The past few years have witnessed a mushrooming development of China’s professional organizing industry, with the number of registered enterprises increasing at an average growth rate of 33 percent.
China is currently home to more than 130 registered enterprises related to professional organizing. Over 30 new enterprises were established in 2020 alone, which means an annual growth rate of 102.7 percent, indicated statistics from Tianyancha, a large data technology service company.
(Photo/China Youth Daily)
Across the country, more than 10,000 people have received training as professional organizers. From 2019 to 2020, there were more than 2,200 new professional organizers in China, exhibiting a strong growth momentum of development.
Statistics from the Ministry of Human Resources and Social Security further disclosed that more than 40 percent of professional organizers earn an annual salary over 100,000 yuan ($15,450), and thanks to the rising market demand, the next two years will see a need of roughly 20,000 relevant practitioners.
“A professional organizer is very different from a housekeeper. An organizer’s job is not just to clean up the room and put things in order,” explained Zhang Yingjun a post-90s woman who graduated with a bachelor’s degree from Chongqing University.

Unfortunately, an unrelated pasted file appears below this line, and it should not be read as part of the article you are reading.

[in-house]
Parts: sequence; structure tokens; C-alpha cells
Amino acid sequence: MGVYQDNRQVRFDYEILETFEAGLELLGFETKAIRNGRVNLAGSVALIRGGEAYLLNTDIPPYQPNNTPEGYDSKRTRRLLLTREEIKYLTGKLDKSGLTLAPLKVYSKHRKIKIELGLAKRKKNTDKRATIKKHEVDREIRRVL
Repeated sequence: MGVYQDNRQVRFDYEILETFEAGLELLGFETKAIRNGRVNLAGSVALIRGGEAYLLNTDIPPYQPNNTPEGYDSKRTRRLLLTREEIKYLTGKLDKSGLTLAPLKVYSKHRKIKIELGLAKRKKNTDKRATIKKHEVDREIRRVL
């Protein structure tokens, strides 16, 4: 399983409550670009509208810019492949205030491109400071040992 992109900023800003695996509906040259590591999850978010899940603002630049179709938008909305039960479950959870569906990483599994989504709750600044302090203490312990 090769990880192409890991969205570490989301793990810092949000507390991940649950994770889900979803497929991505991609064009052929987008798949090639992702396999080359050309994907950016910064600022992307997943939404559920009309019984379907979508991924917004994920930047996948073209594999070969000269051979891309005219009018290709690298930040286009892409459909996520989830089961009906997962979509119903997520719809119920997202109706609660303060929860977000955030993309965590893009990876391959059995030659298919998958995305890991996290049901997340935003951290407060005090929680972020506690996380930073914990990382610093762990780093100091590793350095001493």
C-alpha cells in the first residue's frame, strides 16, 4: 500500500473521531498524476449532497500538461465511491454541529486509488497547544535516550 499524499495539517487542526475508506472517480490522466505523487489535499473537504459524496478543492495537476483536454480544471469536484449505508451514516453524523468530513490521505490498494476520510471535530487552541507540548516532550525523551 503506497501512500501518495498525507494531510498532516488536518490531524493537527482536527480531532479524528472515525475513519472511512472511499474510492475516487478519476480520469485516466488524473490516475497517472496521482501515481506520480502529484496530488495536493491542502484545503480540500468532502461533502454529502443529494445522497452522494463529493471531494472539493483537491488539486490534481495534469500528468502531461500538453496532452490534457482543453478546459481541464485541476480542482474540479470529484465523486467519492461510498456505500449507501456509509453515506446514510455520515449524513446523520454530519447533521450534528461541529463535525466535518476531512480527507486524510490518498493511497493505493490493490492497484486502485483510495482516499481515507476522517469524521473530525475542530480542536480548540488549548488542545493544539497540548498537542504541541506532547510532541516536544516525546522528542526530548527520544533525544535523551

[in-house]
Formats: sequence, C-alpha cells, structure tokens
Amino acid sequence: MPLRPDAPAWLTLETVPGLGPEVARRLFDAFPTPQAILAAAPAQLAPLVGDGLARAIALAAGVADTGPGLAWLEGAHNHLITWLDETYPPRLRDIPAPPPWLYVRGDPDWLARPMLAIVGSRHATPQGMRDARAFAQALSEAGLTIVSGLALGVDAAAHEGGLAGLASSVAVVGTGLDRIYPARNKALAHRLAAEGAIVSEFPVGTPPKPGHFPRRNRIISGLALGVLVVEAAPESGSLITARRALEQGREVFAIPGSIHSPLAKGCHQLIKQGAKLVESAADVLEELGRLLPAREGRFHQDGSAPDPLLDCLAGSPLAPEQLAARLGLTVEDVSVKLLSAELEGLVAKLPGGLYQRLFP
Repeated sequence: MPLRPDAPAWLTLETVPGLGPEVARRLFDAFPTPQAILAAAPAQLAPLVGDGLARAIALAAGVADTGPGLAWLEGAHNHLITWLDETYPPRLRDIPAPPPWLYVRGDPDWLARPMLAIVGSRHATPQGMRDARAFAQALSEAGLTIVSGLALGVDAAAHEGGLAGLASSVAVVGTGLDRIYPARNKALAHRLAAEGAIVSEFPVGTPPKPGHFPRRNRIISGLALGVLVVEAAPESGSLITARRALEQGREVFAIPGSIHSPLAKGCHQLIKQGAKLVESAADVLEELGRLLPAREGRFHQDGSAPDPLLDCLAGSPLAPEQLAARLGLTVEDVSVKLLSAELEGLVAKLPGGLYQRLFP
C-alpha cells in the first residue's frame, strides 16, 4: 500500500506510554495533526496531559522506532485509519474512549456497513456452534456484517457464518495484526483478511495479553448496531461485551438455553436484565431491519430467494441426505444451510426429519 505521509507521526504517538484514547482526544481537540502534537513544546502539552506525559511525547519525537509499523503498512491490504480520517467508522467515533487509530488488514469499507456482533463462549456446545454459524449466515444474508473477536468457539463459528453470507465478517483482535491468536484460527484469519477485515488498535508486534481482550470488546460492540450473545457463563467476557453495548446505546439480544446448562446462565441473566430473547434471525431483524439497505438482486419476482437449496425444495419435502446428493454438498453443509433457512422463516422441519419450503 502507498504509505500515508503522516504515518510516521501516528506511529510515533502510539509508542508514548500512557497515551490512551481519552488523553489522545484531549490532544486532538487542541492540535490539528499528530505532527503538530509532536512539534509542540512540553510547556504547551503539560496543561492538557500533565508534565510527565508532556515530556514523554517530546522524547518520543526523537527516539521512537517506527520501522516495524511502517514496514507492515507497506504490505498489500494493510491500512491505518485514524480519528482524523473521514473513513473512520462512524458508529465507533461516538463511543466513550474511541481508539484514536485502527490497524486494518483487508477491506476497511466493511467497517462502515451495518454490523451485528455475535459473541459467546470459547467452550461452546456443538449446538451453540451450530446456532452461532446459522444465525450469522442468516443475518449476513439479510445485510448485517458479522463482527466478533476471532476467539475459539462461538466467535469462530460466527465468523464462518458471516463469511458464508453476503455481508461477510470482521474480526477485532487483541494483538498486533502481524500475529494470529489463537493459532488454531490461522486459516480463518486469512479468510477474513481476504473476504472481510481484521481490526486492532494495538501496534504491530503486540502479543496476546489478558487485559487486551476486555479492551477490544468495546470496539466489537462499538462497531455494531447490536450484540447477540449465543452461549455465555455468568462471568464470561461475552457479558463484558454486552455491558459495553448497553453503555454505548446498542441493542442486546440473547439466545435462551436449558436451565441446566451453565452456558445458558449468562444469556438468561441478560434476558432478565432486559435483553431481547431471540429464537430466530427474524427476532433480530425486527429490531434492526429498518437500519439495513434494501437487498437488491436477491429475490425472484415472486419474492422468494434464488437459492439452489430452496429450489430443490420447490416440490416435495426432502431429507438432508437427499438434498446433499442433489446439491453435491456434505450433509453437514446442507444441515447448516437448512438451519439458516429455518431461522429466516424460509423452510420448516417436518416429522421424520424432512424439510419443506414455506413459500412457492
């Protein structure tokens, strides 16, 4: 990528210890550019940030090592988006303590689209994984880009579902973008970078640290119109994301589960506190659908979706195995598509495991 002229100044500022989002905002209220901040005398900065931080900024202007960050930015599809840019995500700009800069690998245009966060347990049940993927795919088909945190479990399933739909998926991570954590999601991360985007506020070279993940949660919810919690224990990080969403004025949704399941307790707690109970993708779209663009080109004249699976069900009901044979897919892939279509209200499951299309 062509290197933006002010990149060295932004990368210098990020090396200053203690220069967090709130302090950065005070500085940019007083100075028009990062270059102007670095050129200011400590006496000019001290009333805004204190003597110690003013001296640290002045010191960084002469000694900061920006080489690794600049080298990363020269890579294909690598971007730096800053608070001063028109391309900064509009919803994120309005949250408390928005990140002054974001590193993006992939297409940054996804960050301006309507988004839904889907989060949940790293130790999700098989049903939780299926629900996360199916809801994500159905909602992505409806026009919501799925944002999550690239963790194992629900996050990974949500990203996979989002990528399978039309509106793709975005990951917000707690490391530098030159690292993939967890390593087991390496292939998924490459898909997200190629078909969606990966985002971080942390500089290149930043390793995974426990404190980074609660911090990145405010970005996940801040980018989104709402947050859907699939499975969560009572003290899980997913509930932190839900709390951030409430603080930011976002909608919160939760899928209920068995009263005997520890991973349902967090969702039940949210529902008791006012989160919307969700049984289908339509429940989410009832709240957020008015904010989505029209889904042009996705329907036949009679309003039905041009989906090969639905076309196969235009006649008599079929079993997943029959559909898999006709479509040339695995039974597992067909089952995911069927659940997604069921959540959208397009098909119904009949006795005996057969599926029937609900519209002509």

Unwilling to settle in her white-collar job, Zhang attended training programs and became a self-taught professional organizer in 2019. In collaboration with her friends, one year later she set up her own professional organizing company, and they secured their first order worth 32,000 yuan, which was a great delight for them.
To complete a service, an organizer will go through three procedures: early-stage communication, design and door-to-door arrangement, noted Zhang.
“In the early communication process, the professional organizer should learn some basics regarding a customer’s housing space layout, living habits, family members and other specific conditions, which they will then use to create a house organizing plan suitable for the family,” Zhang said.
From Zhang’s perspective, for her customers dominated by the young and middle-aged from middle to high-income families, spending money to pay professionals is a reasonable practice. Thus, the career prospect for professional organizers like her is broad.